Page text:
Brian Douglas Wilson is an American musician, singer and record producer who co-founded the Beach Boys. After signing with Capitol Records in 1962, Wilson wrote or co-wrote more than two dozen Top 40 hits for the group. In addition to his unorthodox approaches to pop composition and mastery of recording techniques, Wilson is known for his lifelong struggles with mental illness, he is referred to as a genius and is acknowledged as one of the most innovative and significant songwriters of the late 20th century. The Beach Boys were formed by Wilson with his brothers Dennis and Carl, their cousin Mike Love, friend Al Jardine. Brian, who grew up influenced by 1950s rock and roll and jazz-based vocal groups functioned as the band's songwriter, producer, co-lead vocalist, keyboardist, de facto leader. In 1964, he suffered a nervous breakdown and stopped touring with the group, which led to more personal work such as Pet Sounds and the unfinished Smile; as his mental health deteriorated, his contributions to the band diminished, over the next decade, he was reputed for his reclusive lifestyle and substance abuse.
Following a 1992 court-ordered removal from the care of psychologist Eugene Landy, Wilson started receiving conventional medical treatment, in the late 1990s, he began performing and recording as a solo artist. He remains a member of the Beach Boys' corporation, Brother Records Inc. Wilson was the first pop artist credited for writing, arranging and performing his own material, he is considered a major innovator in the field of music production, the principal originator of the California Sound, one of the first music producer auteurs, the first rock producer to use the studio as its own instrument. The unusual creative control Capitol gave him over his own records set a precedent that allowed other bands and artists to act as their own producers or co-producers. Wilson's success led to a proliferation of like-minded California producers who helped supplant New York as the center of popular records; the zeitgeist of the early 1960s is associated with his early songs, he was a major influence on the retrospectively-termed "sunshine pop" and Flower Power music that proceeded.
In years, Wilson became influential to the spirit of punk rock and was regarded as "godfather" to an era of indie musicians who were inspired by his melodic sensibilities, chamber pop orchestrations, recording explorations. His honors include being inducted into the 1988 Rock and Roll Hall of Fame class and winning Grammy Awards for Brian Wilson Presents Smile and The Smile Sessions. In lists published by Rolling Stone, Wilson ranked 52 for the "100 Greatest Singers of All Time" in 2008 and 12 for the "100 Greatest Songwriters of All Time" in 2015. In 2012, music publication NME ranked Wilson number 8 in its "50 Greatest Producers Ever" list, elaborating "few consider quite how groundbreaking Brian Wilson's studio techniques were in the mid-60s", his life was dramatized in Mercy. Brian Douglas Wilson was born on June 20, 1942, at Centinela Hospital in Inglewood, the eldest son of Audree Neva and Murry Wilson, a musician and machinist, his two younger brothers were Carl. He has Dutch, German and Swedish ancestry.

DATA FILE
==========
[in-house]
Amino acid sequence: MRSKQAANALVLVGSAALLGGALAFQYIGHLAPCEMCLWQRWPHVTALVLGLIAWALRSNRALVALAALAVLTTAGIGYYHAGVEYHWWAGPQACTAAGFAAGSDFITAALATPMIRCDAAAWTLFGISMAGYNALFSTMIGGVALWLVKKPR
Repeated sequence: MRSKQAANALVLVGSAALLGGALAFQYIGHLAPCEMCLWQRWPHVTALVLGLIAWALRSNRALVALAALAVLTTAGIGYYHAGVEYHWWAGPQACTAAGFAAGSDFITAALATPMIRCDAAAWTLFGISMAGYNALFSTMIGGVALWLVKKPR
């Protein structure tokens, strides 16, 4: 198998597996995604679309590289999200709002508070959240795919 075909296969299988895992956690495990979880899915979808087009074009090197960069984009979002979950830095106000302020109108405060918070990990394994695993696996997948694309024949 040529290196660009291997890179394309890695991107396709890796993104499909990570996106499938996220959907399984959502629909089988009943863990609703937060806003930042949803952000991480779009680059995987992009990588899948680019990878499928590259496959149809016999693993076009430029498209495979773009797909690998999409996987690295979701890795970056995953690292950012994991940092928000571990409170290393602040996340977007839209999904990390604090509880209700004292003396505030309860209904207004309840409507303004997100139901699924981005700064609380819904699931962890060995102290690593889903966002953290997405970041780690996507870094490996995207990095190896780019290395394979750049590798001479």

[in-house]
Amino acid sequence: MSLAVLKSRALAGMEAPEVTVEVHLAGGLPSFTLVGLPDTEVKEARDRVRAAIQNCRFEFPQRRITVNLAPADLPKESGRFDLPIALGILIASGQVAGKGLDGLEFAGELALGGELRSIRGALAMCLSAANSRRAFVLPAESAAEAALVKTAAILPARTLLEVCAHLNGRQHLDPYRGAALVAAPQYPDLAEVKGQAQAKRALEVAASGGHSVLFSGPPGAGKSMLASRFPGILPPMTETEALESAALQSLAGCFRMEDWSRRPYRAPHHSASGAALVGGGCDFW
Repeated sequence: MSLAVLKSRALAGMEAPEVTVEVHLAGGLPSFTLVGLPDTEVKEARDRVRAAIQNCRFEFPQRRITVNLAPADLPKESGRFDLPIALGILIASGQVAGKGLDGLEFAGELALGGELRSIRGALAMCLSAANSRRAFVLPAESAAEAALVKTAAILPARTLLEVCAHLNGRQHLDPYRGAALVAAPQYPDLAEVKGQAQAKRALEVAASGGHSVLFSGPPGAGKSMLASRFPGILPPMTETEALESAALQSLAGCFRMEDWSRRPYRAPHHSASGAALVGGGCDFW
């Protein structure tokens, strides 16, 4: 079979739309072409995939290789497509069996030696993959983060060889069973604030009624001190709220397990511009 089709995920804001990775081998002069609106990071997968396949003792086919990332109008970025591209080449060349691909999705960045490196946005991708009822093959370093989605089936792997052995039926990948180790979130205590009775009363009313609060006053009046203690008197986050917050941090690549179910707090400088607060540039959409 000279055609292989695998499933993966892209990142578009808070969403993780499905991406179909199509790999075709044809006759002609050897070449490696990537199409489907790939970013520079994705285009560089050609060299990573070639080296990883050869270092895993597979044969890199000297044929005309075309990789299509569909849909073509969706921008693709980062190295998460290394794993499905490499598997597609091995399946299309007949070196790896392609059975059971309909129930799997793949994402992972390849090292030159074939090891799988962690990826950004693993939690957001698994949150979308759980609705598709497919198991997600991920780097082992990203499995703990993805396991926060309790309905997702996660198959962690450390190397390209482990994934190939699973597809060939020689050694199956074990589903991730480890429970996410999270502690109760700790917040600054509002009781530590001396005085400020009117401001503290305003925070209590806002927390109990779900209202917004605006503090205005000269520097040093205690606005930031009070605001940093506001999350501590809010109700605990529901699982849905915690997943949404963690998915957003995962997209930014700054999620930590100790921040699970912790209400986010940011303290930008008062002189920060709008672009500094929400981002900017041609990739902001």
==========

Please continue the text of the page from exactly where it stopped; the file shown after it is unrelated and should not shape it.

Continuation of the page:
When he was two, the family moved from Inglewood to 3701 West 119th Street in nearby Hawthorne, California. Speaking of Wilson's unusual musical abilities prior to his first birthday, his father said that, as a baby, he could repeat the melody from "When the Caissons Go Rolling Along" after only a few verses had been sung by the father. Murry Wilson said, "He was clever and quick. I just fell in love with him." At about age two, Wilson heard George Gershwin's Rhapsody in Blue, which had an enormous emotional impact on him. A few years he was discovered to have diminished hearing in his right ear; the exact cause of this hearing loss is unclear, though theories range from him being born deaf to a blow to the head from his father, or a neighborhood bully being to blame. A minor musician and songwriter, Wilson's father encouraged his children in the music field in numerous ways. At an early age, Wilson was given six weeks of lessons on a "toy accordion" and, at seven and eight, sang solos in church with a choir behind him.
At Hawthorne High School, Wilson was on the football team as a quarterback, played baseball and was a cross-country runner in his senior year. He sang with various students at school functions and with his family and friends at home, teaching his two brothers harmony parts that all three would practice, he played piano obsessively after school, deconstructing the harmonies of the Four Freshmen by listening to short segments of their songs on a phonograph working to recreate the blended sounds note by note on the keyboard. He received a Wollensak tape recorder on his 16th birthday, allowing him to experiment with recording songs and early group vocals. One of Wilson's earliest public performances was at a fall arts program at his high school, he enlisted his cousin and frequent singing partner Mike Love, to entice Carl into the group, named the newly formed membership "Carl and the Passions." The performance featured tunes by Dion and the Belmonts and the Four Freshmen, the latter of which proved difficult for the ensemble.
The event was notable for the impression which it made on another musician and classmate of Wilson's in the audience that night, Al Jardine. Jardine would join the three Wilson brothers and Mike Love a few years in the Beach Boys. Wilson enrolled at El Camino College in Los Angeles, majoring in psychology, in September 1960, he continued his music studies